Launched in 2008, the BCtA aims to accelerate progress towards the Sustainable Development Goals (SDGs) by challenging companies to develop inclusive business models that engage people with less than US$8 per day in purchasing power as consumers, producers, suppliers and distributors. It is supported by several international organizations and hosted by the United Nations Development Programme (UNDP).
Across Pakistan, 40 percent of illnesses are water-borne, including cholera, typhoid, and hepatitis. The UN estimates that more than 3.5 million children in Pakistan are at high risk of contracting deadly water-borne diseases.
The 10 million people living in the city of Lahore alone consume an estimated 16 million litres of untreated water each day. Much of this water contains high levels of chemical and microbial contamination. According to a United Nations survey, 62 percent of Pakistan’s urban dwellers lack properly treated water, and this problem is particularly acute in poor neighborhoods.
Pharmagen Healthcare Limited has stepped in to provide clean, affordable and accessible drinking water to Lahore’s most vulnerable communities. Its inclusive business model involves establishing franchise-based water kiosks run by local micro-entrepreneurs. Each kiosk extracts water from underground, purifies it through a reverse osmosis plant and re-mineralizes it, yielding water quality to World Health Organization standards.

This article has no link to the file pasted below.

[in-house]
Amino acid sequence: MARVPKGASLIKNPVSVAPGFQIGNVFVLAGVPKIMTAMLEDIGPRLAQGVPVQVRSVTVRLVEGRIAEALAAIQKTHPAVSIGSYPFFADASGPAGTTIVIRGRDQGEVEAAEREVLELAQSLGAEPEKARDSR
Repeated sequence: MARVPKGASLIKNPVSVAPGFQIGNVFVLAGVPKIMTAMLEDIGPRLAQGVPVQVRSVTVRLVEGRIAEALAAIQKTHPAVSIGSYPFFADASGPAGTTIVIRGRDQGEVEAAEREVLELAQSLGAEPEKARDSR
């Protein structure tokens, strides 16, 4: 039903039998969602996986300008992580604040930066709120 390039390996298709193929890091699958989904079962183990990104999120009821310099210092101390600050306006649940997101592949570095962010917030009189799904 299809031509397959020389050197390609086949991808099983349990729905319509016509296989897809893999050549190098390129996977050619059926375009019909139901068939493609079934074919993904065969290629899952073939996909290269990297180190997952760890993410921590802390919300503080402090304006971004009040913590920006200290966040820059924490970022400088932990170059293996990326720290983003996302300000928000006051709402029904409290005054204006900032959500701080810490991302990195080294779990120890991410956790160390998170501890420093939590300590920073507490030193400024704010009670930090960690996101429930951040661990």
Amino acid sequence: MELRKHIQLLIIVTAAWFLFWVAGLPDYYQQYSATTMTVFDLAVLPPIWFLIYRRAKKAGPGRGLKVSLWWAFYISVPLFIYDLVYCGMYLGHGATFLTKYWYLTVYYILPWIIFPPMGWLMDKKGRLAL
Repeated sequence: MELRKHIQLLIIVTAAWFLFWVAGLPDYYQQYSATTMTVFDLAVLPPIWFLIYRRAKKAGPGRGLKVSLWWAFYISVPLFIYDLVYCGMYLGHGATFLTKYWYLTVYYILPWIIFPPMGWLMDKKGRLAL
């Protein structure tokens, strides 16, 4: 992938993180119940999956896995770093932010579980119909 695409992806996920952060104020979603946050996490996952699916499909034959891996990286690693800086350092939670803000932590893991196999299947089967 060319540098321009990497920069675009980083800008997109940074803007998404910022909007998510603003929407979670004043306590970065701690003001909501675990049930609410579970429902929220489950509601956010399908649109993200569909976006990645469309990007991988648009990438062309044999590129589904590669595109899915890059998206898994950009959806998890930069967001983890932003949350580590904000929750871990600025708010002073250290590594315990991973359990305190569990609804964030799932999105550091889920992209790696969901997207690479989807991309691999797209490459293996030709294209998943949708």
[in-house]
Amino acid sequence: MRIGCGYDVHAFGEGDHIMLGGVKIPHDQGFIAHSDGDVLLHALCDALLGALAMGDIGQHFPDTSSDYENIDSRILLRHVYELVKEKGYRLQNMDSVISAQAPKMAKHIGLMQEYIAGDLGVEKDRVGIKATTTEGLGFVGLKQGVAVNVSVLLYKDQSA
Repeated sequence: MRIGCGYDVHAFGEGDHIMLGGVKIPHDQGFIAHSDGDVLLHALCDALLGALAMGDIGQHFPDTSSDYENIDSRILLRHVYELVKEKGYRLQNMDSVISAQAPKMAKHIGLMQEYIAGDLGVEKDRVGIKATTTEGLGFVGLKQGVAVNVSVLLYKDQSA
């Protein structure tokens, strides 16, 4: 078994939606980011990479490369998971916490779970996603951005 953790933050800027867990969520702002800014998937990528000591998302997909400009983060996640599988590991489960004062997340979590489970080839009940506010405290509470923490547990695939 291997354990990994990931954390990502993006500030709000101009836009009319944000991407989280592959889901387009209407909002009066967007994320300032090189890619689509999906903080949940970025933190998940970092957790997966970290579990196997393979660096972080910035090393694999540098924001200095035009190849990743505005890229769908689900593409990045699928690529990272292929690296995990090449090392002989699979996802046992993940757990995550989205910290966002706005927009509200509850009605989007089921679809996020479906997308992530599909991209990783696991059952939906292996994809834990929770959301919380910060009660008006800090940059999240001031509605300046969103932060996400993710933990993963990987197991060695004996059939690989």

This network of kiosks not only meets residents’ demand for healthy clean water, but is building a sustainable supply chain that encourages entrepreneurship and improves local livelihoods.
According to Hussain Naqi, CEO of Pharmagen Healthcare Limited, “Consuming untreated water constitutes a major health risk for Pakistan’s people. By providing access to clean, safe and affordable water, we are not only preventing water-borne diseases and child mortality, but creating sustainable local businesses in some of Pakistan’s most marginalized communities.”
Pharmagen is able to minimize distribution and packaging costs through its decentralized franchise model. Customers bring their own containers, which are cleaned before filling. At a cost of them PKR1.5 (less than two cents) per liter, Pharmagen’s reverse osmosis purified water is the most affordable in Pakistan.
The company is also engaged in raising awareness among low-income populations about the benefits of the bottled water. As this inclusive initiative reaches scale, Pharmagen plans to partner with local NGOs in order to expand its awareness-building campaign.
“Access to clean water is among the world’s most pressing challenges, and is one of the Sustainable Development Goals,” said Paula Pelaez, Programme Manager of the Business Call to Action. “Pharmagen is taking the lead in bringing affordable and accessible clean water to urban communities with a model aimed at empowering them to achieve sustainable growth.”
Pharmagen’s newest services include home and workplace delivery of clean water, enabling customers to have similar service offerings as affluent people, but at an affordable price. By 2020, the company aims to scale up within Lahore, adding more than 100 water kiosks, and expand into Punjab and Sindh provinces. In the process, Pharmagen’s inclusive water kiosk distribution system will provide business opportunities to over 200 micro-entrepreneurs throughout Pakistan.